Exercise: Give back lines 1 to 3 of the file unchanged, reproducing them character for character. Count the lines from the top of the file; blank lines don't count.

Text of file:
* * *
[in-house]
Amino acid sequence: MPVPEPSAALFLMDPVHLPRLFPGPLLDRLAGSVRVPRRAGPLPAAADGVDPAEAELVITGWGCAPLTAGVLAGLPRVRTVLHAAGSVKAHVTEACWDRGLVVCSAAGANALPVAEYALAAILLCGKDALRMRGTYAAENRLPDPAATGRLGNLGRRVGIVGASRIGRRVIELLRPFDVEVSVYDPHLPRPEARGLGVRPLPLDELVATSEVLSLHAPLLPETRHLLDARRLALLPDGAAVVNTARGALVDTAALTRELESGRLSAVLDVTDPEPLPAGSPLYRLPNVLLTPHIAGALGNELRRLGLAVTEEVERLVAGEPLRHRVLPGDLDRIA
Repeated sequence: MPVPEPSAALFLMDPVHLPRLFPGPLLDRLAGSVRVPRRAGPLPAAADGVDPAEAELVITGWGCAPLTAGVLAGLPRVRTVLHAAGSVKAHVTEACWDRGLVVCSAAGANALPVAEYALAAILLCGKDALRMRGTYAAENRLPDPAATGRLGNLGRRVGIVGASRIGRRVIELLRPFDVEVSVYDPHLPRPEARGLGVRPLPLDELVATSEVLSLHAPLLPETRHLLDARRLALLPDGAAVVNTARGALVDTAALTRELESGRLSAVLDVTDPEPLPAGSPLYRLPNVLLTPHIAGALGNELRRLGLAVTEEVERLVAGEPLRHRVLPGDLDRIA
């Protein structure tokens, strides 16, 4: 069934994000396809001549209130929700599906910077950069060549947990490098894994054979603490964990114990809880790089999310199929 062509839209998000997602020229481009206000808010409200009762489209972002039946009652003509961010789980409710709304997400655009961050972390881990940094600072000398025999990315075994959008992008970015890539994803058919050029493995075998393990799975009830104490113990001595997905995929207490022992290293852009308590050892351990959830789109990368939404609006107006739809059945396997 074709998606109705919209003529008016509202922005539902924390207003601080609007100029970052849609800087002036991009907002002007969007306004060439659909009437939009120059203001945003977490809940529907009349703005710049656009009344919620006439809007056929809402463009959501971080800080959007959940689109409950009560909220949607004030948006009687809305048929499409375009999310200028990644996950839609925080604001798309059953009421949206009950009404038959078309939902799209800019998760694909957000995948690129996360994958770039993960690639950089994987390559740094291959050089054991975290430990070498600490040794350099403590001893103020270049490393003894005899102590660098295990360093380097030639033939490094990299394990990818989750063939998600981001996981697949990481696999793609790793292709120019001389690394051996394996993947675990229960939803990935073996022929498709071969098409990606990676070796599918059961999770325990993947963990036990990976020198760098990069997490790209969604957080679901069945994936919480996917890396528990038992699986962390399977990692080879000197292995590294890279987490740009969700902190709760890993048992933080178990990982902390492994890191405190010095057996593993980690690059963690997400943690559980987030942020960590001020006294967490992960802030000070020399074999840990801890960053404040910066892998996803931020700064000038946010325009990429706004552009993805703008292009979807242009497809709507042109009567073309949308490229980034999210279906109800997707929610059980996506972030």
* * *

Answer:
[in-house]
Amino acid sequence: MPVPEPSAALFLMDPVHLPRLFPGPLLDRLAGSVRVPRRAGPLPAAADGVDPAEAELVITGWGCAPLTAGVLAGLPRVRTVLHAAGSVKAHVTEACWDRGLVVCSAAGANALPVAEYALAAILLCGKDALRMRGTYAAENRLPDPAATGRLGNLGRRVGIVGASRIGRRVIELLRPFDVEVSVYDPHLPRPEARGLGVRPLPLDELVATSEVLSLHAPLLPETRHLLDARRLALLPDGAAVVNTARGALVDTAALTRELESGRLSAVLDVTDPEPLPAGSPLYRLPNVLLTPHIAGALGNELRRLGLAVTEEVERLVAGEPLRHRVLPGDLDRIA
Repeated sequence: MPVPEPSAALFLMDPVHLPRLFPGPLLDRLAGSVRVPRRAGPLPAAADGVDPAEAELVITGWGCAPLTAGVLAGLPRVRTVLHAAGSVKAHVTEACWDRGLVVCSAAGANALPVAEYALAAILLCGKDALRMRGTYAAENRLPDPAATGRLGNLGRRVGIVGASRIGRRVIELLRPFDVEVSVYDPHLPRPEARGLGVRPLPLDELVATSEVLSLHAPLLPETRHLLDARRLALLPDGAAVVNTARGALVDTAALTRELESGRLSAVLDVTDPEPLPAGSPLYRLPNVLLTPHIAGALGNELRRLGLAVTEEVERLVAGEPLRHRVLPGDLDRIA